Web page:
“So many worthy books, so little space.” I type those words so often. I send them to publicists who fill my inbox with plugs for one title after another on publishers’ lists. I send them to reviewers eager to offer their thoughts on this or that author’s latest effort. I send them to authors themselves—you might be surprised how many—who come right out and ask: Can they hope for any attention in the pages of the Atlantic? The phrase is sometimes a white lie, yet always the truth, too: On the non-digital side of things, we generally have room for only 30 or so book pieces a year in the Culture File. That means an awful lot of notable books go unnoticed by us.
In the holiday spirit, now is a moment to mention an array of 2014 books across the non-fiction and fiction spectrum I wish we hadn’t missed—and to ask their authors to pay it forward, and single out a few books themselves. What recent work has caught their expert eye? What book, however old, helped them write the one they’ve been busy promoting?
Dinaw Mengestu, who has expressed his interest in “adding to the complexity and levels of the immigrant narrative in America,” has done just that in All Our Names. The two voices that speak in his third novel raise haunting questions about identity, loyalty, and the mysteries of intimacy. A young Ethiopian arrives in Uganda for college as revolutionary unrest breaks out, and gets swept up by a fervent comrade in a bloody, bewildering cause. His harrowing tale alternates with its American postlude, narrated by the caseworker who helps him, a refugee, settle in a Midwestern town. Adrift and burned out herself, she knows nothing of his past, and they begin an affair that offers an anchor—as well as reminders of just how alien they are to each other. In the calmest of prose, Mengestu evokes profound displacement.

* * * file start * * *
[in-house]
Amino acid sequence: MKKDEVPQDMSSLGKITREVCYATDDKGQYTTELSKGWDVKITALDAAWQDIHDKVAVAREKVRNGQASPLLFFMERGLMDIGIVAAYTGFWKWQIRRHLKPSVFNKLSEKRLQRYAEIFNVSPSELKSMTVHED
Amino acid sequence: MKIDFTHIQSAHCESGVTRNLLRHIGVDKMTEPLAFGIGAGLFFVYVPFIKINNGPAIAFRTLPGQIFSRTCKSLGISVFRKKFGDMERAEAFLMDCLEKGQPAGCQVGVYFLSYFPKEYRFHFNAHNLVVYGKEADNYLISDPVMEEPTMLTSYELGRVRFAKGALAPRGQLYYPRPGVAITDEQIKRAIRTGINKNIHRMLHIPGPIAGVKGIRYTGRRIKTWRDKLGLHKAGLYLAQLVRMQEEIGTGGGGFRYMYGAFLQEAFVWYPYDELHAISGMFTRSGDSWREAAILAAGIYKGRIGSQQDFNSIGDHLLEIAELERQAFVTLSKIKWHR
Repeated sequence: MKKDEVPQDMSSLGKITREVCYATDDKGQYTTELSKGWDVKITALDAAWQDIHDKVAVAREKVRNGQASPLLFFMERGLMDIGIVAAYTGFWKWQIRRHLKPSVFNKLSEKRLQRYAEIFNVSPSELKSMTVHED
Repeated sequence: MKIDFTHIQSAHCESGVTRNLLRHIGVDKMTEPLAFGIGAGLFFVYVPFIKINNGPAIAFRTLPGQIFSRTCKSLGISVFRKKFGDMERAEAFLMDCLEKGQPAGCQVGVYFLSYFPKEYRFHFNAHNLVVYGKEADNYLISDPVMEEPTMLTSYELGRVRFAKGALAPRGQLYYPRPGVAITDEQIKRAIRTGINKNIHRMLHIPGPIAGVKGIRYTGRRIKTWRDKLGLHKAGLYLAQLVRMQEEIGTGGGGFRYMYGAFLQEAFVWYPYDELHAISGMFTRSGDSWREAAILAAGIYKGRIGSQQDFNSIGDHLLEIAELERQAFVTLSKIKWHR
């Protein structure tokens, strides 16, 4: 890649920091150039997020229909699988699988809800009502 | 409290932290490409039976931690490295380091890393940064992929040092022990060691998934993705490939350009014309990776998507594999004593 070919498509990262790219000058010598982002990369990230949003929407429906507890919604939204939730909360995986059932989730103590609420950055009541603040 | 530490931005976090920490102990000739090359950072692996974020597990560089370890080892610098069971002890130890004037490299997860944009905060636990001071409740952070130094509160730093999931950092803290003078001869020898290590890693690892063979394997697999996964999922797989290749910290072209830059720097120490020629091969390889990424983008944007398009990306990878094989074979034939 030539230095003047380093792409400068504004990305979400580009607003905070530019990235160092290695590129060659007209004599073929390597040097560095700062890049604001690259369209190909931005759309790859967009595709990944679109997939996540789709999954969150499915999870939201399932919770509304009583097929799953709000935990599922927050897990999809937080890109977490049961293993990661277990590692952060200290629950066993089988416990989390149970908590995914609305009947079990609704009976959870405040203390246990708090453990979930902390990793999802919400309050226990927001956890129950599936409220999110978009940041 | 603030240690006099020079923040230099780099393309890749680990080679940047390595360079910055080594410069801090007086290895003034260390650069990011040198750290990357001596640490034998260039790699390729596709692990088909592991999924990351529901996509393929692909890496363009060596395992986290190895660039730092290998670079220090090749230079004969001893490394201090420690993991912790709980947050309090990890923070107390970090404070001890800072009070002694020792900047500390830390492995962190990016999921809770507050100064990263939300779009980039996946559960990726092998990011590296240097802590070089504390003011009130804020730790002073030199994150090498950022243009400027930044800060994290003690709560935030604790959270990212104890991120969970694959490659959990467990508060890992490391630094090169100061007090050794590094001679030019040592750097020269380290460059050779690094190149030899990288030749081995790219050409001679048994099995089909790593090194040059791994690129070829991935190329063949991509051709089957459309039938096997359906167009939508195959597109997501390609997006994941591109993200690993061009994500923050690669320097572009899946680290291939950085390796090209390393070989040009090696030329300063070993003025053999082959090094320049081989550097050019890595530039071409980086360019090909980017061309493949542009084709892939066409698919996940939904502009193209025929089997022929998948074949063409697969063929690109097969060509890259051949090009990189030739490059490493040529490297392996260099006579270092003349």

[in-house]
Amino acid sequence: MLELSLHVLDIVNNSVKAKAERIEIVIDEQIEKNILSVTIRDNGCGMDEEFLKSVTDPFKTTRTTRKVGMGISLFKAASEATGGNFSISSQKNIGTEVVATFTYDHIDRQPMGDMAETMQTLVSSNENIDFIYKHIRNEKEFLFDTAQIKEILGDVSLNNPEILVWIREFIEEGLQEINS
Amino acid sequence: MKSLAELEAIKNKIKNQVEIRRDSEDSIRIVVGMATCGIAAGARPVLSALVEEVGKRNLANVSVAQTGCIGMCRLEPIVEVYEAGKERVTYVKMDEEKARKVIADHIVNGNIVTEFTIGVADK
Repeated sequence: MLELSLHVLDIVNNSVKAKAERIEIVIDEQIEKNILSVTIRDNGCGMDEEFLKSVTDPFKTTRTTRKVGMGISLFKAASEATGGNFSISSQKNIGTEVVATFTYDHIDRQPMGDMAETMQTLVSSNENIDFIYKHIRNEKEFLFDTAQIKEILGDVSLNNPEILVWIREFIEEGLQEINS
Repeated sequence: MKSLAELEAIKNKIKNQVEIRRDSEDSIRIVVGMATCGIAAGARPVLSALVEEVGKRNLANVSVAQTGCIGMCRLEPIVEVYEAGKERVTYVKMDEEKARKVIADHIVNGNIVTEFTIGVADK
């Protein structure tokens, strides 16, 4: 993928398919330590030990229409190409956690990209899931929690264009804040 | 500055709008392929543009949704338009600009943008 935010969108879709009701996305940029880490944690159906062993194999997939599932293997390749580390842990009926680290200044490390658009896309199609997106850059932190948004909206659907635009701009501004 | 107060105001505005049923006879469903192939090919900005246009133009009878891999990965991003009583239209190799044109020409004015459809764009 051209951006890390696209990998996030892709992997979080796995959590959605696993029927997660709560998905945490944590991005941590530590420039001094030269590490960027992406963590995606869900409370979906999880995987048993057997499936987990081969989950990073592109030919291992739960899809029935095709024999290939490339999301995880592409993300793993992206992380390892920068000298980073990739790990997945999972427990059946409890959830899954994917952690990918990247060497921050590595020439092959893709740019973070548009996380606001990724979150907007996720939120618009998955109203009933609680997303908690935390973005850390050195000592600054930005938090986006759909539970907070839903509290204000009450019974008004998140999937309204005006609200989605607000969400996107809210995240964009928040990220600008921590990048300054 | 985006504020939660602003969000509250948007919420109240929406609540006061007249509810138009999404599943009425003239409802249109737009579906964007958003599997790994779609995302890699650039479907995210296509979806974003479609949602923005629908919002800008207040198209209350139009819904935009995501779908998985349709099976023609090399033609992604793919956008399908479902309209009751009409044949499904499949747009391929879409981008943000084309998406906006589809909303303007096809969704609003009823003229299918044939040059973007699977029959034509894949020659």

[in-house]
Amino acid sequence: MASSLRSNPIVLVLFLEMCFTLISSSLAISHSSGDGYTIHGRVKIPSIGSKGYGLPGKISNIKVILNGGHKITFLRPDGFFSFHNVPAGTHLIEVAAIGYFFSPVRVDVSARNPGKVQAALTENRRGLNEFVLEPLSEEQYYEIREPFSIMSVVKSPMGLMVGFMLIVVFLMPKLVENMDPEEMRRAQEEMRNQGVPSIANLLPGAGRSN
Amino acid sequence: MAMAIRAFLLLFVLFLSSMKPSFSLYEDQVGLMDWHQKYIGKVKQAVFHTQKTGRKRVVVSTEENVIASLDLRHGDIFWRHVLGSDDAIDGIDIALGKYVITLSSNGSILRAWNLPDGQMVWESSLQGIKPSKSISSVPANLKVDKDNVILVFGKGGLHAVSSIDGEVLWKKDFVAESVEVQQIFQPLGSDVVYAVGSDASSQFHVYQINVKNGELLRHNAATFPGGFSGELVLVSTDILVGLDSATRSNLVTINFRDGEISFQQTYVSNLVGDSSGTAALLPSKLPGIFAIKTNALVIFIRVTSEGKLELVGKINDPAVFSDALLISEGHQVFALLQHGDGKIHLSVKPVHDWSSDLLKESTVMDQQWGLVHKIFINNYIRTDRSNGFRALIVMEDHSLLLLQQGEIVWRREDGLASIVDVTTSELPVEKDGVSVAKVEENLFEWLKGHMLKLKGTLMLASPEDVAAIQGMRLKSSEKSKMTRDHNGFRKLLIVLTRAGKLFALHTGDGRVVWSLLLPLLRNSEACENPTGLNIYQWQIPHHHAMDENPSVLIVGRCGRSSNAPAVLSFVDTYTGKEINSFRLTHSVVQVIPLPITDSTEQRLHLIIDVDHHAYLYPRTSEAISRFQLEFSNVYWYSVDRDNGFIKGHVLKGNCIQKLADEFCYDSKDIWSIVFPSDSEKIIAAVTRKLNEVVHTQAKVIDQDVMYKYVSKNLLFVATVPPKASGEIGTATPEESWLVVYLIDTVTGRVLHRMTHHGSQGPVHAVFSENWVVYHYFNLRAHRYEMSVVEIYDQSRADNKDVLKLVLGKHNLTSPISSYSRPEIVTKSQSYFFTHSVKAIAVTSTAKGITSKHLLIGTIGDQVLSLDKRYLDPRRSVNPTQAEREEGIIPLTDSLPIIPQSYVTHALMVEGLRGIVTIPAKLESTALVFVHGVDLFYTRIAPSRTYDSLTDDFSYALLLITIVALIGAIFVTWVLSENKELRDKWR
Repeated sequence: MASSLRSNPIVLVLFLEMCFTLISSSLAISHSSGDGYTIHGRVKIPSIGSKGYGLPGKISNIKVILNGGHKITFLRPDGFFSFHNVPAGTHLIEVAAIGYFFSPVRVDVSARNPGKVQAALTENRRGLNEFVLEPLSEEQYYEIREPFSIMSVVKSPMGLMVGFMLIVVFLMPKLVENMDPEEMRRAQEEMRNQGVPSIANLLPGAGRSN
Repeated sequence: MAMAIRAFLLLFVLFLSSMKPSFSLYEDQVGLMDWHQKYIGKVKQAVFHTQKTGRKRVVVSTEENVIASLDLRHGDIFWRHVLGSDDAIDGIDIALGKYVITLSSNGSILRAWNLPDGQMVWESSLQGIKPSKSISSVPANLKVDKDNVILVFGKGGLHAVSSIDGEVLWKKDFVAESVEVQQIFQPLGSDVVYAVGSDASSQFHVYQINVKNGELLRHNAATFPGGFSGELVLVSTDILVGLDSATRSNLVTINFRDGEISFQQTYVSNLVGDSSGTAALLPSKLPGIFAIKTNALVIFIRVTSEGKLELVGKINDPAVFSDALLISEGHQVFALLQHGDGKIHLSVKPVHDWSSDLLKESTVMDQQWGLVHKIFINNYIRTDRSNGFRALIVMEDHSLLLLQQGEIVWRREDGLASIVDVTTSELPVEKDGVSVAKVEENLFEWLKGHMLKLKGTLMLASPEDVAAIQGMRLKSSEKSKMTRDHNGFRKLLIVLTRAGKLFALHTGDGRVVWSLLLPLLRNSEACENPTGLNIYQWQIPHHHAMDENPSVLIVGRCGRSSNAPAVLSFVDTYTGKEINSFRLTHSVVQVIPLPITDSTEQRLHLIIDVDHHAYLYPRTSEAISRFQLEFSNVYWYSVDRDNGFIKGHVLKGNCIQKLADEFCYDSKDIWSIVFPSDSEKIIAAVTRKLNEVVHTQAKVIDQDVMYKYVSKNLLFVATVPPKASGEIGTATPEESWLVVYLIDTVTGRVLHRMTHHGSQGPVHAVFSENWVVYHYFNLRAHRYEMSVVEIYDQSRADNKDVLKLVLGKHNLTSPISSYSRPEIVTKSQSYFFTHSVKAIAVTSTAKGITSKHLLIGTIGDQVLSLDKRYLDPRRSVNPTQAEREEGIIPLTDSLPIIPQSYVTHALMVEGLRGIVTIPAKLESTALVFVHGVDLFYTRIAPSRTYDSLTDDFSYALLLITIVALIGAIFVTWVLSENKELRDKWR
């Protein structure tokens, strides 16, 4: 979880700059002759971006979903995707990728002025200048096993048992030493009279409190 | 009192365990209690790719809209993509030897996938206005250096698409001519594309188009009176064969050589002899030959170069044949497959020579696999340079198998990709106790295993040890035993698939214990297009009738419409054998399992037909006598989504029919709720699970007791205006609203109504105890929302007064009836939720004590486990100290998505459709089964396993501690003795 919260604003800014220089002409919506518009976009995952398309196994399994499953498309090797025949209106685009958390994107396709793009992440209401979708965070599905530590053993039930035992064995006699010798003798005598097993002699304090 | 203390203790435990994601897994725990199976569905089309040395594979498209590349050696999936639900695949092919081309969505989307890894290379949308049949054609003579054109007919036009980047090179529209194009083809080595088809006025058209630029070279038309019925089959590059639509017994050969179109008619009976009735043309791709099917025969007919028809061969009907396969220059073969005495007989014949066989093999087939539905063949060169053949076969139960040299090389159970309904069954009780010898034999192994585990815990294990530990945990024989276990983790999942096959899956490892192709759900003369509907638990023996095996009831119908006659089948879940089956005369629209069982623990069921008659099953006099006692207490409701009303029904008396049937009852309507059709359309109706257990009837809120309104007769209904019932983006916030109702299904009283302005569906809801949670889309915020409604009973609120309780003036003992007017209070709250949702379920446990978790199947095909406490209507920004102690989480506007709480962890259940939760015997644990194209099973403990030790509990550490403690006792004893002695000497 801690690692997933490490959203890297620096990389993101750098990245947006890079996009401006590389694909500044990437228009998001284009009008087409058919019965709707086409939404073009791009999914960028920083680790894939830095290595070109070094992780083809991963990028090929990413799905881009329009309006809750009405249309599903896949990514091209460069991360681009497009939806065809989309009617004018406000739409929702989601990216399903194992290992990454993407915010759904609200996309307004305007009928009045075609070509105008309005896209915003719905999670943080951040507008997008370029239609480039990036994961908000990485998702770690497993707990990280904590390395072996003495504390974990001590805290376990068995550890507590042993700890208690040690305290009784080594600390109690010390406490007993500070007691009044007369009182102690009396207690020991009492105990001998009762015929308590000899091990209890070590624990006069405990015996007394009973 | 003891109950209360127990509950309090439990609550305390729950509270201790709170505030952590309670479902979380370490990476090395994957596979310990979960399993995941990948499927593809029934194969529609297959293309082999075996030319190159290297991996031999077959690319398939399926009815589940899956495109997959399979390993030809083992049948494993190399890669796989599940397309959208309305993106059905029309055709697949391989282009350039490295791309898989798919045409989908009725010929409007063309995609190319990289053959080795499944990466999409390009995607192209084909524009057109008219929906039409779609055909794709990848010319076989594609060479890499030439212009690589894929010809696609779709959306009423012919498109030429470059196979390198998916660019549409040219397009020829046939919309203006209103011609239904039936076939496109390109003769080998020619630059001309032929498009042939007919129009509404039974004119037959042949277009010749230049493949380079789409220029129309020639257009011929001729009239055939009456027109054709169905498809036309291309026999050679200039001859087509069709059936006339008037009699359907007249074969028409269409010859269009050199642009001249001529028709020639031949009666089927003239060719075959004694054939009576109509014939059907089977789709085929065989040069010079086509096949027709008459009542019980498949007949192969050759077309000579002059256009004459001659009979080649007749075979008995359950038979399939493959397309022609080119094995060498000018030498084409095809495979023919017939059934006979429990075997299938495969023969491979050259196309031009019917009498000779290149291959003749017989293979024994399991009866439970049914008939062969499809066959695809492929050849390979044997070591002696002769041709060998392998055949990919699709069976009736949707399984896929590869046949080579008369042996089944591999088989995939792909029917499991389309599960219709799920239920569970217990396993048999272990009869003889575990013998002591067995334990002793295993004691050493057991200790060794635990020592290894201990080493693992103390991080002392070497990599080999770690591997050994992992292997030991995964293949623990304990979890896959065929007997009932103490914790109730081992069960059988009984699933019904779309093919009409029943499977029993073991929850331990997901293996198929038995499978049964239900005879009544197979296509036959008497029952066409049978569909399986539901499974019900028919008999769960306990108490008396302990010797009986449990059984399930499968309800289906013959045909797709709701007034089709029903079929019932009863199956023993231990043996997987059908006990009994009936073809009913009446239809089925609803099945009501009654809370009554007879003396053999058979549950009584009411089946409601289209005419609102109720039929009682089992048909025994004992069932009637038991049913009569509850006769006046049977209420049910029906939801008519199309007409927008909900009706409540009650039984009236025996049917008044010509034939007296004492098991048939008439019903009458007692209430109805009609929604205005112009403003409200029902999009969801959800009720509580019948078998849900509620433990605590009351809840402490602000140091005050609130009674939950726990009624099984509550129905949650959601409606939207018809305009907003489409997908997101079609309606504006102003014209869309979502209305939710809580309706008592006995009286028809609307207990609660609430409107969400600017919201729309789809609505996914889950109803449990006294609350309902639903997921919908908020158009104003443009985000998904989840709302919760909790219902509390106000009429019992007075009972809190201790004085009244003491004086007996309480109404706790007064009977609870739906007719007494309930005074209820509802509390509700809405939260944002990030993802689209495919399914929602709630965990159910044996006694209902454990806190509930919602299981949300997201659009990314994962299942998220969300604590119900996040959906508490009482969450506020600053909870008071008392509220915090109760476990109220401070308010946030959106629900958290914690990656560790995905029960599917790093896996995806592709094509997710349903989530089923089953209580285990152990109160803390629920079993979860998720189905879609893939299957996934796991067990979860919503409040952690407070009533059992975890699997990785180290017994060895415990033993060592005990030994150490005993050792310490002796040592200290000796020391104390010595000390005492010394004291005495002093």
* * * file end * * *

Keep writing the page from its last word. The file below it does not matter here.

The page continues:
Dinaw Mengestu: There’s no particular category or genre for books that push against the conventional borders of what constitutes a novel, but I always find myself grateful and perhaps even a bit relieved to find books that resist easy categorization. This year, two particular favorites did just that: Teju Cole’s Everyday is for Thief, and Jenny Offill’s Department of Speculation. Both novels have a restraint that allows the authors to slip in these exquisitely rendered observations on life, love, art that leave you feeling richer and more attuned to your own reality once you’ve finished reading them.